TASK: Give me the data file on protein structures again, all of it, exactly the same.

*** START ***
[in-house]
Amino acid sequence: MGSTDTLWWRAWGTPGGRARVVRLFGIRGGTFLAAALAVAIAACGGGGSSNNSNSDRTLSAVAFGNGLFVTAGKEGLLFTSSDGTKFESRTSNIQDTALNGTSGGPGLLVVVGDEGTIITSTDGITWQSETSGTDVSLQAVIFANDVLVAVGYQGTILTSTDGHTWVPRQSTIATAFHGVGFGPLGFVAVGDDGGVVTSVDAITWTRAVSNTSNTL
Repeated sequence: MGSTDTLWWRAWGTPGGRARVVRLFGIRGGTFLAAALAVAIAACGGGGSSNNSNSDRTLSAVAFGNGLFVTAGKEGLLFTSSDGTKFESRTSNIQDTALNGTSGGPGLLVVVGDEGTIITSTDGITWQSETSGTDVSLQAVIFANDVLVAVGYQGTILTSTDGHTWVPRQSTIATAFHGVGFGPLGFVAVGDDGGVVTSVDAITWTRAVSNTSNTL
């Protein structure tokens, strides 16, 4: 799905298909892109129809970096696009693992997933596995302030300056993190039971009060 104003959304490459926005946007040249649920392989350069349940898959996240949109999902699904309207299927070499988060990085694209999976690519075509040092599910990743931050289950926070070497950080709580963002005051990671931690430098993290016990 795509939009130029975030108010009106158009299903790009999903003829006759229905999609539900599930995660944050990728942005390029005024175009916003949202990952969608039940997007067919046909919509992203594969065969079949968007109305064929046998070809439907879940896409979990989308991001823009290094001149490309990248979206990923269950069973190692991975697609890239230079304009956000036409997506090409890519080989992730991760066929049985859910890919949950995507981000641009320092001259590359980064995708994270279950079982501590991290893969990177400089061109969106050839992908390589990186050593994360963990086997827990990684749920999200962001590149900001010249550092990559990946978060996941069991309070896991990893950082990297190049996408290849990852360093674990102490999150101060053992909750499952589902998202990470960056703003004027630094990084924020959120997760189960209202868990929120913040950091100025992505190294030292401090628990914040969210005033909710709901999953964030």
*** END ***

[in-house]
Amino acid sequence: MGSTDTLWWRAWGTPGGRARVVRLFGIRGGTFLAAALAVAIAACGGGGSSNNSNSDRTLSAVAFGNGLFVTAGKEGLLFTSSDGTKFESRTSNIQDTALNGTSGGPGLLVVVGDEGTIITSTDGITWQSETSGTDVSLQAVIFANDVLVAVGYQGTILTSTDGHTWVPRQSTIATAFHGVGFGPLGFVAVGDDGGVVTSVDAITWTRAVSNTSNTL
Repeated sequence: MGSTDTLWWRAWGTPGGRARVVRLFGIRGGTFLAAALAVAIAACGGGGSSNNSNSDRTLSAVAFGNGLFVTAGKEGLLFTSSDGTKFESRTSNIQDTALNGTSGGPGLLVVVGDEGTIITSTDGITWQSETSGTDVSLQAVIFANDVLVAVGYQGTILTSTDGHTWVPRQSTIATAFHGVGFGPLGFVAVGDDGGVVTSVDAITWTRAVSNTSNTL
């Protein structure tokens, strides 16, 4: 799905298909892109129809970096696009693992997933596995302030300056993190039971009060 104003959304490459926005946007040249649920392989350069349940898959996240949109999902699904309207299927070499988060990085694209999976690519075509040092599910990743931050289950926070070497950080709580963002005051990671931690430098993290016990 795509939009130029975030108010009106158009299903790009999903003829006759229905999609539900599930995660944050990728942005390029005024175009916003949202990952969608039940997007067919046909919509992203594969065969079949968007109305064929046998070809439907879940896409979990989308991001823009290094001149490309990248979206990923269950069973190692991975697609890239230079304009956000036409997506090409890519080989992730991760066929049985859910890919949950995507981000641009320092001259590359980064995708994270279950079982501590991290893969990177400089061109969106050839992908390589990186050593994360963990086997827990990684749920999200962001590149900001010249550092990559990946978060996941069991309070896991990893950082990297190049996408290849990852360093674990102490999150101060053992909750499952589902998202990470960056703003004027630094990084924020959120997760189960209202868990929120913040950091100025992505190294030292401090628990914040969210005033909710709901999953964030």